Mark ThomsonSo, I have just this morning read Seven Jewish Children by Caryl Churchill, as not seen on the BBC. It won’t be seen on the BBC at all in fact because the BBC have decided that – even though they like it – it would “compromise their impartiality” to air it. Where have we heard that before?

In my post on the BBC’s refusal to air the Gaza humanitarian appeal, I gave BBC Director-General Mark Thomson one more bat, in baseball terminology. Well, after the BBC’s decision this week not to broadcast this excellent little play, Thomson’s had, in my view, his third strike, and he’s outta there.

It took me about 5 minutes to read Seven Jewish Children. I read it in the bath. It’s not terribly upsetting, it’s not really particularly graphic either. In fact, like the Hitch Hiker’s Guide to the Galaxy’s opinion of the Earth, I would say it was “Mostly Harmless”.

The Jerusalem Post gives some useful background information that each of the series of mini monologues in the play is referring to an event in Jewish history. This relatively crucial information is not in the script, and seeing it now I can understand how it makes it more politically precise and cutting as a commentary. But overall, I must say I think this little play is fairly harmless. Its monologues consist entirely of variations on the formula “tell her” or “don’t tell her”, said by a parent thinking about what to say to a child, as in “Tell her she’ll have cake if she’s good” and “Tell her not to come out” or “Don’t tell her about the trouble with the swimming pool”.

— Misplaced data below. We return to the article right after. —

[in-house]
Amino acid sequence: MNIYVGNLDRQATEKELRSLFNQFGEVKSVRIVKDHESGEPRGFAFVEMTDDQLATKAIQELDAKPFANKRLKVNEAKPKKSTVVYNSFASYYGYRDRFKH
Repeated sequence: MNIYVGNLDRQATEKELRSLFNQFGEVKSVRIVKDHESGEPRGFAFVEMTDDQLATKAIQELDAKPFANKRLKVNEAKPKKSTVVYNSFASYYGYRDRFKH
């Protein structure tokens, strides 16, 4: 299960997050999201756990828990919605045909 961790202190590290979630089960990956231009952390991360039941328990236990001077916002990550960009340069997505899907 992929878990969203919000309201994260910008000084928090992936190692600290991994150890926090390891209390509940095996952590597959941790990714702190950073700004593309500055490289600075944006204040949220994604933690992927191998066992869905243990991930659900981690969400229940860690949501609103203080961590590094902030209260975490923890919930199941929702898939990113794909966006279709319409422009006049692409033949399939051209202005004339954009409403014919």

You can read the play for yourself at
The dialogue is very much abstract, and it’s at its most intense when the character’s internal dialogue is agonising in a bi-polar way about whether to be essentially aggressive or defensive in the face of Palestinian resistance/violence. I found this particularly convincing and personal. It is not a play that represents Jewish people as uncaring or inhuman; far from it. It makes a number of predictable and well-rehearsed Israel-critical points such as “Don’t tell her they said it was a land without people”. But no new terrible accusation is leveled at Israel or Israelis.

It is ridiculous however to say the BBC could not possibly air this; I can hear plenty of fantastical, callous, aggressive, almost fascistic statements simply by turning on Radio 2 during a phone-in hour; why can I not listen to a piece of political drama?

I have to admit I don’t even hugely love this play. But it’s nothing to get upset about, and certainly nothing that needs to be censored from the British people. If anything, for me, it is going to make me look back at those periods in history with a critical and open mind. I can’t see what’s wrong with that. In fact surely that’s a good thing. Mark Thomson’s BBC doesn’t think so, and for that reason, there needs to be a clear change of direction, coming from the leadership. He is distorting and deforming a national institution along bizarre and disturbing proto-authoritarian lines. Unless he can make a clear case that he disagrees with his own controller’s decision and is willing to set a new more liberal direction, Mark Thomson must go now.

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